Are you a cookbook/lifestyle book kind of person? I wasn’t at all until I turned 25 1/2 and some kind of switch flipped inside me. Now I want to own/read ALL THE COOKBOOKS and LIFESTYLE books!
The first book I picked up that started this crusade was Alicia Silverstone’s book, The Kind Diet.
The Kind Diet
Disclaimer: I am not vegan. I do not think I will ever switch to veganism, though I have no problem with anyone who is (unless you’re the super “in your face” type, but that’s how I feel about anyone who pushes their lifestyle/beliefs on others). I would call myself a happy, healthy omnivore.
I think this book is mostly intended for people who are interested in testing out veganism, but I still found this book to be really interesting even though I’m not considering a large diet modification (at least not that I know of!). This book not only promotes a more animal-friendly lifestyle, it also promotes a more ecologically friendly existence.
The book splits foods up into “kind” and “nasty” categories, which, I get it, but I just didn’t like the term nasty being used for food. I agree that there are “good for you” foods and “bad for you” foods, but I thought the word “nasty” was a bit over the top. I’m an English major: I’m always going to have some thoughts on word choice.
Of course there is a whole chapter on how terribly animals are treated when they are being used for their meat, eggs, milk, etc. This chapter isn’t as jarring as a lot of the stuff you’ll read/see in PETA literature, but it certainly sets the stage for why someone should consider veganism.
Once the foundation is set. The book is split up into 3 possible plans.
- Flirting with Veganism
- Going Vegan
Each section goes further into veganism. Flirting covers trying to include more whole grains and animal-free products into your life. Going vegan lays out how to make a smooth transition to veganism, while the Superhero section covers eating a macrobiotic vegan diet. Each of the plans comes with a 7 day meal plan too.
The last section of this book is all of the recipes. They are split up into “vegan” and “superhero.” Some of the vegan recipes sound really tasty and fairly easy to make.
I will definitely be making these peanut butter cups which are mentioned like 10 times throughout the book.
I will probably un-veganize this cheesy nacho dip and use real cheese (sorry, not sorry) BUT if I were vegan, I would be 100% all over this.
I found most of the recipes in the Superhero section to be out of my reach. First of all, throughout all of the recipes she calls soy sauce, shoyu. I was just getting used to soy sauce being called tamari. Don’t flip the game on me like that A.S!
Also, most of the vegetables and seasonings in her recipes sound like I could only pick them up at an Asian market; I’ve never heard of most of the vegetables. I’m certainly not against trying new foods (in fact I LOVE trying new foods) but SO MANY of the ingredients were NOT pantry staples for me, and that’s a turn off to a recipe. They don’t seem accessible.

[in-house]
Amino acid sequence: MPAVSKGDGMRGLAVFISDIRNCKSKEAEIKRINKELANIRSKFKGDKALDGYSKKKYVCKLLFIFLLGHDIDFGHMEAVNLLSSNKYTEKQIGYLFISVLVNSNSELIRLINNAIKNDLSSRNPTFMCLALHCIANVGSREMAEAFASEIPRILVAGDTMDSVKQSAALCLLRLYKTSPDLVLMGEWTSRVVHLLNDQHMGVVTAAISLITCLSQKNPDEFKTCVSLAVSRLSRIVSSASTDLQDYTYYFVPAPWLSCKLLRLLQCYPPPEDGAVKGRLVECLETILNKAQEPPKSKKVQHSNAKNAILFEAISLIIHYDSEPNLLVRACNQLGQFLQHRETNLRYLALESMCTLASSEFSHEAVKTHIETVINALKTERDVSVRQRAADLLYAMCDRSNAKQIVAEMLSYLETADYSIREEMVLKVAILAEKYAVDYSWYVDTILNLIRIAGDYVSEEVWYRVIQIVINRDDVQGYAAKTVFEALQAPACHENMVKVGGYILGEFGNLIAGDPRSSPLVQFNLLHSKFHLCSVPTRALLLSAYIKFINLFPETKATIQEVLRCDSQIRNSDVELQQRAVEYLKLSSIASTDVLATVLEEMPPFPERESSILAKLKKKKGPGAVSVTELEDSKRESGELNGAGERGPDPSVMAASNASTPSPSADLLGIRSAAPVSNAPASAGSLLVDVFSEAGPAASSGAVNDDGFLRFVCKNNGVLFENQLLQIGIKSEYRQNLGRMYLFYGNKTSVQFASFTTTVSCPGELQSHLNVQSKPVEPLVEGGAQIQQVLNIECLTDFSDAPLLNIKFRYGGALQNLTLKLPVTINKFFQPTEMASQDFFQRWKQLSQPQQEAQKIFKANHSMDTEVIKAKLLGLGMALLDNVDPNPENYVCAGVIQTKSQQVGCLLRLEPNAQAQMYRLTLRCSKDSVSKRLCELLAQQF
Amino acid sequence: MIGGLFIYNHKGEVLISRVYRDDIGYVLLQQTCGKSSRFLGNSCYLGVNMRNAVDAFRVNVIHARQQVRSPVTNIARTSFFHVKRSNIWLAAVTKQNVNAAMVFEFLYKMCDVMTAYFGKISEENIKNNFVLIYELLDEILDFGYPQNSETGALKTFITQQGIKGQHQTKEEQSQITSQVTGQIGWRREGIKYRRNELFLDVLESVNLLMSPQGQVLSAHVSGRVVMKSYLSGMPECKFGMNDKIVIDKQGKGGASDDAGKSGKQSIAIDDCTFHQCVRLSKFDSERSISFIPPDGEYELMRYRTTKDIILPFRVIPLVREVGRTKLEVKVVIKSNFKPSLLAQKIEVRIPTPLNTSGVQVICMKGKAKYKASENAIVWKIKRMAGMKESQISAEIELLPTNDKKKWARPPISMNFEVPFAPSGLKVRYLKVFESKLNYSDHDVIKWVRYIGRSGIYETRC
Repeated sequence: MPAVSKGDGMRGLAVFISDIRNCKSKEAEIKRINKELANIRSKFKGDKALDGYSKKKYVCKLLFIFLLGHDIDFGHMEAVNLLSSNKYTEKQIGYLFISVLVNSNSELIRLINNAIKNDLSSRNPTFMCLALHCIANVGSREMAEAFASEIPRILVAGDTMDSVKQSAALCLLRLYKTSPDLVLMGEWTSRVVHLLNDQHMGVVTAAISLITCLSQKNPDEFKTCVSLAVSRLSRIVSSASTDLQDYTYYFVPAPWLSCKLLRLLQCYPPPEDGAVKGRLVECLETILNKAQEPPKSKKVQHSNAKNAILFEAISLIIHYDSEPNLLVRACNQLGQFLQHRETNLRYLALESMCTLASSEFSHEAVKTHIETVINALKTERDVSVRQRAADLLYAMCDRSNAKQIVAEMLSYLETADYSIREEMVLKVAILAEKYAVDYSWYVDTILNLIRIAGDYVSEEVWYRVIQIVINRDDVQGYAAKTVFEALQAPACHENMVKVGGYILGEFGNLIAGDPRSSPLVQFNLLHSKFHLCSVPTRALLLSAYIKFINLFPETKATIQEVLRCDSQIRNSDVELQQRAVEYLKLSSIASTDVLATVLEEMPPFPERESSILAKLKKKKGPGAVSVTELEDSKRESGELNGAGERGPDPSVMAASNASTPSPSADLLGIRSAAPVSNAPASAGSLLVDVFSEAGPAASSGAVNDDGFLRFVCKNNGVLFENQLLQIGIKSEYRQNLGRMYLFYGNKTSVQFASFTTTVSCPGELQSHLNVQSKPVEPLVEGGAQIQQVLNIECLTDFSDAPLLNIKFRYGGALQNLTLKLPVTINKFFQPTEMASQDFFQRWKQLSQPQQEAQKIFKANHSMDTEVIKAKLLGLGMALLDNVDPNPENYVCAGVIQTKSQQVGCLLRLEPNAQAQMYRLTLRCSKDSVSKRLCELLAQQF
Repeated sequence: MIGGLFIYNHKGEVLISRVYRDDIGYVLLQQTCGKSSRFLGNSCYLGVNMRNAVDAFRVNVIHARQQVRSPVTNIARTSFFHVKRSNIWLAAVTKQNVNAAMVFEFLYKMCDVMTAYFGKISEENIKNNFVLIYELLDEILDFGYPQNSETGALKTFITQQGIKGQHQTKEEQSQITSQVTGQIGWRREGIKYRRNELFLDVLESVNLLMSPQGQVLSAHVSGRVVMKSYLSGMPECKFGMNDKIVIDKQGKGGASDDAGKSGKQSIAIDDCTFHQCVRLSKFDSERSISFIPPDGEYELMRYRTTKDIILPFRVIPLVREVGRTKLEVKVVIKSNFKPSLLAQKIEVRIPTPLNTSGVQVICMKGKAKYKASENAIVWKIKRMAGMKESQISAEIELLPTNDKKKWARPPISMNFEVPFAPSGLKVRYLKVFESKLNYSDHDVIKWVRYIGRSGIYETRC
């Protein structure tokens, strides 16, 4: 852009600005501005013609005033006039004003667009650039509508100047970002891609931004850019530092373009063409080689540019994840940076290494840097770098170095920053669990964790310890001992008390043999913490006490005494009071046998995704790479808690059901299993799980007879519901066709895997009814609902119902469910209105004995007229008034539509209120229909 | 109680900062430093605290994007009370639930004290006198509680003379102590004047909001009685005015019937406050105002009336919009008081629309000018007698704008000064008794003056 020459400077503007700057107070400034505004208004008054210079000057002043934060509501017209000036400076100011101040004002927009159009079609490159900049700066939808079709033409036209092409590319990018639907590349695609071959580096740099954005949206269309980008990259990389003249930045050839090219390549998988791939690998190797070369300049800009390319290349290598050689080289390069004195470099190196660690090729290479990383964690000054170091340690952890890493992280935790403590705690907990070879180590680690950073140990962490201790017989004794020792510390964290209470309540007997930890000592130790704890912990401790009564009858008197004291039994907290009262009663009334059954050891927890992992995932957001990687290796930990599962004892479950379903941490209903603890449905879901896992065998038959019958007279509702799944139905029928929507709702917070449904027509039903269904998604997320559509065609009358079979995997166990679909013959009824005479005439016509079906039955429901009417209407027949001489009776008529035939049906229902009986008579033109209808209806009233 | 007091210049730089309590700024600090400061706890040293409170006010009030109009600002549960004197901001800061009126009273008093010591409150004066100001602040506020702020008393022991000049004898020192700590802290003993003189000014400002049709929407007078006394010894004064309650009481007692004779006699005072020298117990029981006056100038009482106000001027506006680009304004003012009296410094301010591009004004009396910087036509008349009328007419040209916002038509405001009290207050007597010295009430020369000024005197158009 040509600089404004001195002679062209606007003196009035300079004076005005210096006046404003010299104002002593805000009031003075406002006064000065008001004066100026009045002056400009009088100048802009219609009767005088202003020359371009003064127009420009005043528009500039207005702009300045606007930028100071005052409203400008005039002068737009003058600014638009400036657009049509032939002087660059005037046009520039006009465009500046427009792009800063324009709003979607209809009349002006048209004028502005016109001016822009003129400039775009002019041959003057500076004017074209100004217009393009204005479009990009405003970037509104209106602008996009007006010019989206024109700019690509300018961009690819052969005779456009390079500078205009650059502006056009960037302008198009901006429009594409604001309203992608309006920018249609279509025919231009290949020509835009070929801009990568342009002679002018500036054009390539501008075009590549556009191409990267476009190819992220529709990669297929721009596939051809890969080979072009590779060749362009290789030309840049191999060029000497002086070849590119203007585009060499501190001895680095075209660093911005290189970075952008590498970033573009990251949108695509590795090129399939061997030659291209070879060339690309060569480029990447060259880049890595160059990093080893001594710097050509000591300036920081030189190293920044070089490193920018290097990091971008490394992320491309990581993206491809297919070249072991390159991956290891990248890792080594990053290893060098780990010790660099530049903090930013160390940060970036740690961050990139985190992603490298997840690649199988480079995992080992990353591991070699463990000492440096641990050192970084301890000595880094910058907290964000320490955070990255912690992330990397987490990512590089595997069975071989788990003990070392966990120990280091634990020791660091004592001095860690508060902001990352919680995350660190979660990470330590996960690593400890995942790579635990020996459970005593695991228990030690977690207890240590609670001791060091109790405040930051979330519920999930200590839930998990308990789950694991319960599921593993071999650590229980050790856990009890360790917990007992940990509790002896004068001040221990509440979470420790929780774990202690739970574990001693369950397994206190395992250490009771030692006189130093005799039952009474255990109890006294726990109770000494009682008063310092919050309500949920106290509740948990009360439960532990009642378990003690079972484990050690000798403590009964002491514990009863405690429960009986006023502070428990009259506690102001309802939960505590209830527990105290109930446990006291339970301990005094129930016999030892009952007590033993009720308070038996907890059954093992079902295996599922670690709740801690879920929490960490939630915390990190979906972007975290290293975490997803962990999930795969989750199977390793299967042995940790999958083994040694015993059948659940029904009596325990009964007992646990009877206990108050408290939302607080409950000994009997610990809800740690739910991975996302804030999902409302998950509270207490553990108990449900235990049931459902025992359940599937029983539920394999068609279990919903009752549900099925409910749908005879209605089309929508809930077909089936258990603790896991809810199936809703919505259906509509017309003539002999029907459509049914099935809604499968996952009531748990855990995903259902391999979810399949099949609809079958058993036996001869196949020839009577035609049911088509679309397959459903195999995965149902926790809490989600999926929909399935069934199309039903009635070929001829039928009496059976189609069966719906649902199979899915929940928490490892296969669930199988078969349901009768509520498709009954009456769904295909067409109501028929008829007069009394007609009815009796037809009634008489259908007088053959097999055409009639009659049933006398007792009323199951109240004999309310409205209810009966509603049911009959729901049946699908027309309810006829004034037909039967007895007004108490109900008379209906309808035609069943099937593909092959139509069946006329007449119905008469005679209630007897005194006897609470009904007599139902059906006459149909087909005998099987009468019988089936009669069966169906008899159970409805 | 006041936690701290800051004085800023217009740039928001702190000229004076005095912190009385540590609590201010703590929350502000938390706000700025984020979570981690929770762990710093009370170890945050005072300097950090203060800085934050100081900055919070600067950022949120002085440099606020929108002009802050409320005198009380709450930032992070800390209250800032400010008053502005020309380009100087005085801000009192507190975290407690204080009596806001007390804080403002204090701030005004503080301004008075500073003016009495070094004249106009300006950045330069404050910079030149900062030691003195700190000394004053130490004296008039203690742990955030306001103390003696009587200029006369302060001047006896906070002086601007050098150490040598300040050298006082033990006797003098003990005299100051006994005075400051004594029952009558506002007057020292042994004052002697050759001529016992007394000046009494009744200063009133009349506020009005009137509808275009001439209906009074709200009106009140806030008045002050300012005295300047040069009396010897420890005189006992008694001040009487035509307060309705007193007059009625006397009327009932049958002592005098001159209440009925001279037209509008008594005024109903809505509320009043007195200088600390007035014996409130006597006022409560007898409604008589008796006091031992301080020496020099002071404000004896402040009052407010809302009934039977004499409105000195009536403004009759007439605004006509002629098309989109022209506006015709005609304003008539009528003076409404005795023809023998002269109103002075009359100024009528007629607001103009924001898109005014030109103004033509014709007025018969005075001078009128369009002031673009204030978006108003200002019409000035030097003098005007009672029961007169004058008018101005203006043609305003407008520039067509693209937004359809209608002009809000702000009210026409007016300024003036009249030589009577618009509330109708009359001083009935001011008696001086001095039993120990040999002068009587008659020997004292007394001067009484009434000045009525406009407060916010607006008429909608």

Things I Learned from The Kind Diet
- We, as humans, overestimate how much protein we actually need
- Our bodies are made to be in harmony with the world around us. Flying in tropical fruits in the winter is not only ecologically harmful, it might actually not be what our bodies want.
- The average person farts 14 times a day, in fact, there is a whole page on farts and poop in this book
- Chewing really well is important because our saliva has stuff in it that helps us get all the nutrients out of our food, as well as signal to our brains that we are full
- I should be trying to chew my food at least 30 times before swallowing. You know, like 27 more times than I chew now.
- Our intestinal tracts are much longer than most carnivorous animals, showing that we may not be supposed to eat meat
- It takes about 3 days for meat to travel through our digestive system. Think of 3 day old meat that has been sitting in 98.7 degree heat being pushed along your digestive track. <———that imagery really stayed with me
What The Kind Diet Has Changed for Me
I think what I liked most about this book is that it actually made me think about my own dietary choices more than I thought I would. I picked up this book thinking that I would just get some vegan recipes, but a lot of the information in the book (a lot of what I shared above) has actually made me change the way I eat some.
- I’m trying to to eat meat less often– I think Silverstone makes a really good point about most of us getting plenty of protein in a day. I used to always feel like I needed a meat-based protein (or at least a meat replacement) with almost every meal (especially lunch and dinner) now I’m trying dishes that have no meat or replacement in them. And you know what, I’m still alive!
- I’m trying to chew my food better– I’ve always been such a quick eater! And I almost always overeat. I’ve been trying to slow down some, and use eating as a time to really enjoy my food.
- I’m eating more sea vegetables– I’ve always been a fan of seaweed, but now I find myself getting it more and more when it is available. Silverstone recommends having a sea vegetable a few times a week.
- I’m even more interested in eating seasonally– Now I’m on the hunt to find a cookbook that lays out eating seasonally in an accessible, budget-friendly way. I’m taking recommendations!
The Bottom Line
I recommend! But in a “I’ll let you borrow my copy” or “get it for cheap” type of way. If you’re really looking to change to more vegan-friendly ways, than I definitely recommend you get this book, maybe even pay full price if you need to!
8.5/10- It actually changed the way I look at food!
Questions for you: Have you read The Kind Diet; what did you think? Do you think you will read it? What are some of your “eating beliefs?” Should we eat meat? Eat locally? Eat seasonally? What do you eat?
PS- “What Sarah Read” did anyone pick up on the slight nod to Death Cab for Cutie??????